The flipping flu hit me like a plethora of boulders three days before my race. It was a curve ball to all my training, and of course, to my psyche. It wasn’t just my immune system battling the nasty virus, my toddler fought it for seven days, and my ten year old is now creating antibodies to fight it off. Impeccable timing! The only person who seemed to be spared was my husband, but it was only because he was out of town during the time we were quarantined from society.
Friday morning was supposed to be our seven hour drive from our house to Newport, but we were hesitant to go because I was not 100% and it was my daughter’s second day with the virus. After being encouraged by my in-laws that our germs were worth sharing, we loaded up the vehicle and took off.
Friday happened to be my husband’s 35th birthday, so foregoing the trip would have been a big bummer. Plus, we would be running the half together, and we would also be joining my sister-in-law Megan on the run. Because we don’t get these opportunities too often due to the seven hour driving distance, we knew we had to go for it.
Saturday morning rolled around and I was praying for physical strength and hoping my stomach would not betray me during the race. The conditions were wet, gray, and a little windy. Normally I’d moan and complain, but I welcomed the conditions because I at least did not have to worry about dehydrating or heat exhaustion. The few calories I had been consuming the days prior to the race made for a very weak body, and dehydration and heat exhaustion were two things I did not need on my list. Fortunately, my mother-in-law made chicken with noodles the night before, so I was grateful I managed to at least consume some carbs and store them in my system.
The first three miles were tough, my heart rate had been the highest it had been on a hill with a decent climb on the second mile. I just kept one muddy/wet foot in front of the other and kept a steady pace on the gravelly and muddy terrain. Because the course was a double loop, I allowed my body to remember what the course felt like so that I would not be intimidated by the ascent the second time around. The hill was not steep, but it was a gradual climb of 400 feet.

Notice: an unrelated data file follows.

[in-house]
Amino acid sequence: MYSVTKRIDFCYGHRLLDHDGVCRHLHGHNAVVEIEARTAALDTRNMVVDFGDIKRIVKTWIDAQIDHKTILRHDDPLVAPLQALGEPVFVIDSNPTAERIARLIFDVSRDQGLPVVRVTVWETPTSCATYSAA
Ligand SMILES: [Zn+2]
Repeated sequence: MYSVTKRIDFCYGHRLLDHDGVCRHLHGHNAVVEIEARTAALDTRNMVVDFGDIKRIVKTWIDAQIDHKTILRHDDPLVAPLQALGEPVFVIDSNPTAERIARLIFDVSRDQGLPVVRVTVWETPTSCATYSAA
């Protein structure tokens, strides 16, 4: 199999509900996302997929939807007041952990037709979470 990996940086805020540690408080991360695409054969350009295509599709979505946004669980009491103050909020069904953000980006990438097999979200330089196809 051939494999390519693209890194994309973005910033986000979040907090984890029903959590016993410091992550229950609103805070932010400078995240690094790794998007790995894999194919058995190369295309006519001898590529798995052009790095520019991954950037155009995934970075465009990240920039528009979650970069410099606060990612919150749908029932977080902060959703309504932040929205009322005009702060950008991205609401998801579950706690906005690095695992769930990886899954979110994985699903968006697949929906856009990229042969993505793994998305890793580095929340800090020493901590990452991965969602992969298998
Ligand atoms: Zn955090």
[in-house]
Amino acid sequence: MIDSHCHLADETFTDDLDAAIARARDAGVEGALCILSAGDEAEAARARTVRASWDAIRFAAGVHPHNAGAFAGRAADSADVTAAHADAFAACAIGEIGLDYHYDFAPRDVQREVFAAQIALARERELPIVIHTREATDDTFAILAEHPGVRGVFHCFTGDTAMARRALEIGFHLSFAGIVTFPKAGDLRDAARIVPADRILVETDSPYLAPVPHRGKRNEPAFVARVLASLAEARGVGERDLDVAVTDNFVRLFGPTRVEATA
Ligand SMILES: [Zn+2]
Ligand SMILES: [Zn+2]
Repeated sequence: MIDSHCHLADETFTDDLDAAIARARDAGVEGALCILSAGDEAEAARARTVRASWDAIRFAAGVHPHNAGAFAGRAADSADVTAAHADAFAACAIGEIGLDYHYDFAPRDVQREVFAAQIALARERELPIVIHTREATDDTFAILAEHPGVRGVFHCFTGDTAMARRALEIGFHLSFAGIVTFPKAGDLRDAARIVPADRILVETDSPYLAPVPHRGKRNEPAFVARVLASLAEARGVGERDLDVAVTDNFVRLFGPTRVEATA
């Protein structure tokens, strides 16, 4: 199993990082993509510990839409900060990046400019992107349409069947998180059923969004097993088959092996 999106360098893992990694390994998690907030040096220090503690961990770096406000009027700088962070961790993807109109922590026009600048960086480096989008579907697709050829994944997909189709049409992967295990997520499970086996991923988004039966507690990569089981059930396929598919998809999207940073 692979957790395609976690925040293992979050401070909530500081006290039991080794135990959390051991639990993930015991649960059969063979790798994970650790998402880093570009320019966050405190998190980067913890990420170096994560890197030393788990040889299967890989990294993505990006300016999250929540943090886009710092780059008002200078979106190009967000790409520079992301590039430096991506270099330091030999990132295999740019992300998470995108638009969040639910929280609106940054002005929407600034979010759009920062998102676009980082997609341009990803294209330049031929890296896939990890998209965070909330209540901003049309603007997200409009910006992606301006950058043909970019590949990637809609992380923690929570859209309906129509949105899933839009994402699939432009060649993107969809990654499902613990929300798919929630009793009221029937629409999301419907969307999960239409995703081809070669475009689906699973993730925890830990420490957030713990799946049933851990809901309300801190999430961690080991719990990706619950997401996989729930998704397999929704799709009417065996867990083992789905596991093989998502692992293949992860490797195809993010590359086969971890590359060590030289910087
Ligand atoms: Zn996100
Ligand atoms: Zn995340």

I made sure to drink water at every water station and consumed sport beans 30 minutes before the race and an hour into the race. Despite my efforts to give it my best, my head was still feeling light and there were times when I felt dizzy. I tried to use the downhill after the climb to my advantage as it required the least amount of physical exertion. The payoff to the climb came when we reached the bay and viewed the beautiful Yaquina Bridge! The view made me forget my head and tummy woes and appreciate the fact I had the privilege to be upright despite the fact I had been in the horizontal position just two days prior! It was a moment of peace with myself.
When the second loop commenced, I kept thinking about my grandmother, and her final days. She was in so much pain, and I think her negotiating days between her and her spirit to grant her an extra day of breathing air here on Earth had been settled. I don’t claim to understand death, or even life for that matter, but there is a sense of calm that occurs when you stop fighting. I usually fight my mind and measure my performance based on good enough and not good enough. I sensed a release of pressure within myself as I thought about her battle the last time I saw her. My mind and body were calm, and there was an acknowledgment that the body is ephemeral and that one day, I will no longer be able to move. I thanked my body for all it had done, for what it was doing, and for what was ahead.
I made every effort to once again take advantage of the descent, and pushed my exhausted lungs and lungs down the hill. But at mile ten, my stomach reminded me it was not 100% percent, so I stopped and waited for my husband. Fortunately, a restroom stop alleviated some of the stomach pain and we made our way to the finish line with only a mile and a half left to go.
The finish line was bitter sweet! Just a day before, I wasn’t sure whether I’d be able to run. Newport Bay to Brews was my seventh half-marathon for the year, and my sixth of twelve half-marathons in twelve months.
The race was great. The course was beautiful and there were plenty of water stations filled with volunteers who faced the rain with a smile. The race was small, which meant no crowding, and the party at the finish line was very entertaining. We had clam chowder and beer, an awesome medal, prizes for top three finishers in each age, a great band. Plus, we had shelter from the rain! Best of all, my sister in law won first place in her age group!
My unofficial time: 2:05:36!!